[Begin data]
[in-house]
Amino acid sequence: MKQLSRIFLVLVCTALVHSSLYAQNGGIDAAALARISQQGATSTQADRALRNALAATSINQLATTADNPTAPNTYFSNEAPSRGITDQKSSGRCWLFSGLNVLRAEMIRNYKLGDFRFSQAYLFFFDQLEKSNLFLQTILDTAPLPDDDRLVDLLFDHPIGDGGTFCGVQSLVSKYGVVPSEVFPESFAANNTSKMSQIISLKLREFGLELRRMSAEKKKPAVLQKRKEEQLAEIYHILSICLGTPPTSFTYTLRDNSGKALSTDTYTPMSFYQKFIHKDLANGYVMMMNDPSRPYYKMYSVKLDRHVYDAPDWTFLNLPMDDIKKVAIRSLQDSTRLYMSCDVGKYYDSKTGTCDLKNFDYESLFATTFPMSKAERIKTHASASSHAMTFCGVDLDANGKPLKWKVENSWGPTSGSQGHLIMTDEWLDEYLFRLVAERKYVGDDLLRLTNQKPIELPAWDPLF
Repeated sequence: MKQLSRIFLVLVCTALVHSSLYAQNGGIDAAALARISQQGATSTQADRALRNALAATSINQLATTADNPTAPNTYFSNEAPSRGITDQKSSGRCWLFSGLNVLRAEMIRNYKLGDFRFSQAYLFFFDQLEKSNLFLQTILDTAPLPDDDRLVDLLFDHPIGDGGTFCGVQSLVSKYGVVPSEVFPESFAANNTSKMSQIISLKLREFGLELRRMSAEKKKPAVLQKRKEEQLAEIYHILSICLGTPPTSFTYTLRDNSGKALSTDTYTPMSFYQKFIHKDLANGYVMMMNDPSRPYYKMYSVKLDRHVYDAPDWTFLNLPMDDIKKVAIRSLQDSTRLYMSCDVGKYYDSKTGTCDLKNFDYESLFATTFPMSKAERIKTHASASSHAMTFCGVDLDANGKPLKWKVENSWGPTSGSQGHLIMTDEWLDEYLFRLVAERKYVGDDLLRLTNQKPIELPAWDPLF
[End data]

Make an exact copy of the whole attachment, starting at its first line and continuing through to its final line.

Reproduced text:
[in-house]
Amino acid sequence: MKQLSRIFLVLVCTALVHSSLYAQNGGIDAAALARISQQGATSTQADRALRNALAATSINQLATTADNPTAPNTYFSNEAPSRGITDQKSSGRCWLFSGLNVLRAEMIRNYKLGDFRFSQAYLFFFDQLEKSNLFLQTILDTAPLPDDDRLVDLLFDHPIGDGGTFCGVQSLVSKYGVVPSEVFPESFAANNTSKMSQIISLKLREFGLELRRMSAEKKKPAVLQKRKEEQLAEIYHILSICLGTPPTSFTYTLRDNSGKALSTDTYTPMSFYQKFIHKDLANGYVMMMNDPSRPYYKMYSVKLDRHVYDAPDWTFLNLPMDDIKKVAIRSLQDSTRLYMSCDVGKYYDSKTGTCDLKNFDYESLFATTFPMSKAERIKTHASASSHAMTFCGVDLDANGKPLKWKVENSWGPTSGSQGHLIMTDEWLDEYLFRLVAERKYVGDDLLRLTNQKPIELPAWDPLF
Repeated sequence: MKQLSRIFLVLVCTALVHSSLYAQNGGIDAAALARISQQGATSTQADRALRNALAATSINQLATTADNPTAPNTYFSNEAPSRGITDQKSSGRCWLFSGLNVLRAEMIRNYKLGDFRFSQAYLFFFDQLEKSNLFLQTILDTAPLPDDDRLVDLLFDHPIGDGGTFCGVQSLVSKYGVVPSEVFPESFAANNTSKMSQIISLKLREFGLELRRMSAEKKKPAVLQKRKEEQLAEIYHILSICLGTPPTSFTYTLRDNSGKALSTDTYTPMSFYQKFIHKDLANGYVMMMNDPSRPYYKMYSVKLDRHVYDAPDWTFLNLPMDDIKKVAIRSLQDSTRLYMSCDVGKYYDSKTGTCDLKNFDYESLFATTFPMSKAERIKTHASASSHAMTFCGVDLDANGKPLKWKVENSWGPTSGSQGHLIMTDEWLDEYLFRLVAERKYVGDDLLRLTNQKPIELPAWDPLF